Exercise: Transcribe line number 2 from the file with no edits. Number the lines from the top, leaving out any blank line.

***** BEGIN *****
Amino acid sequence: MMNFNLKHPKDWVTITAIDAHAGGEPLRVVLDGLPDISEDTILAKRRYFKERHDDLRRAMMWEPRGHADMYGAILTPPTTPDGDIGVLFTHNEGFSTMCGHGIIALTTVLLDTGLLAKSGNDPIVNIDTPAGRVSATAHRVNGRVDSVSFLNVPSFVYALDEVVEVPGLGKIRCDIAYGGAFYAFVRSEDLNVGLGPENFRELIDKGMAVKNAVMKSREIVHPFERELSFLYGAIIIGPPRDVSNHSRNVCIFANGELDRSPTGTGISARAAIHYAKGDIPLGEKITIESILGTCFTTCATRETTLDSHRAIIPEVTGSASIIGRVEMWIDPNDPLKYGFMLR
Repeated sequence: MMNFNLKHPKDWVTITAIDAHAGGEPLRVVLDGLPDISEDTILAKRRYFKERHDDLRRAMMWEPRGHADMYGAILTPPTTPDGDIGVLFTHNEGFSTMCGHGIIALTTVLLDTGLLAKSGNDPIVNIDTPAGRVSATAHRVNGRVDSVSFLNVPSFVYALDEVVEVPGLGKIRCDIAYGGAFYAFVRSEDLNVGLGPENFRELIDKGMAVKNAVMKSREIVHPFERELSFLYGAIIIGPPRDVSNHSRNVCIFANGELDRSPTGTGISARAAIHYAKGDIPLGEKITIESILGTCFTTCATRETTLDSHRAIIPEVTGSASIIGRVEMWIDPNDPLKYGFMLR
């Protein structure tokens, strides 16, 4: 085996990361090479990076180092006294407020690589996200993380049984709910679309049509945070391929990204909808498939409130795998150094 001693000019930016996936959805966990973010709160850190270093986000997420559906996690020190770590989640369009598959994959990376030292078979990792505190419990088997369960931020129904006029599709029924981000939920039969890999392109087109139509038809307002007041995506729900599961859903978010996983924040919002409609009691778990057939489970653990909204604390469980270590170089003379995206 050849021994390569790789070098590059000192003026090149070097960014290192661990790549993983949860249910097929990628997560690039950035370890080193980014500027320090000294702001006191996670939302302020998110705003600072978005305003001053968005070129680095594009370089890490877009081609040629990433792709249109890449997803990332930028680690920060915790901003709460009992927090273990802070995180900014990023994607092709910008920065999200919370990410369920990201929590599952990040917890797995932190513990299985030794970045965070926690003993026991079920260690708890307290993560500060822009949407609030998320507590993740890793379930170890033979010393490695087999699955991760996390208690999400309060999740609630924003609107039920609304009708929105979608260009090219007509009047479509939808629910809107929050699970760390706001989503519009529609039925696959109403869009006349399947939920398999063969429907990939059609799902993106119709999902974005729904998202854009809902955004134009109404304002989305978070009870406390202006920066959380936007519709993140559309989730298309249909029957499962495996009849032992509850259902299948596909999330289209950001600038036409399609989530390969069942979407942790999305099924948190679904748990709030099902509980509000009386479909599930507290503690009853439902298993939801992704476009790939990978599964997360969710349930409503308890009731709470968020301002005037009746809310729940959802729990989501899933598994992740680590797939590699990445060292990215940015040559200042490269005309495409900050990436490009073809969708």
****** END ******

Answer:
Repeated sequence: MMNFNLKHPKDWVTITAIDAHAGGEPLRVVLDGLPDISEDTILAKRRYFKERHDDLRRAMMWEPRGHADMYGAILTPPTTPDGDIGVLFTHNEGFSTMCGHGIIALTTVLLDTGLLAKSGNDPIVNIDTPAGRVSATAHRVNGRVDSVSFLNVPSFVYALDEVVEVPGLGKIRCDIAYGGAFYAFVRSEDLNVGLGPENFRELIDKGMAVKNAVMKSREIVHPFERELSFLYGAIIIGPPRDVSNHSRNVCIFANGELDRSPTGTGISARAAIHYAKGDIPLGEKITIESILGTCFTTCATRETTLDSHRAIIPEVTGSASIIGRVEMWIDPNDPLKYGFMLR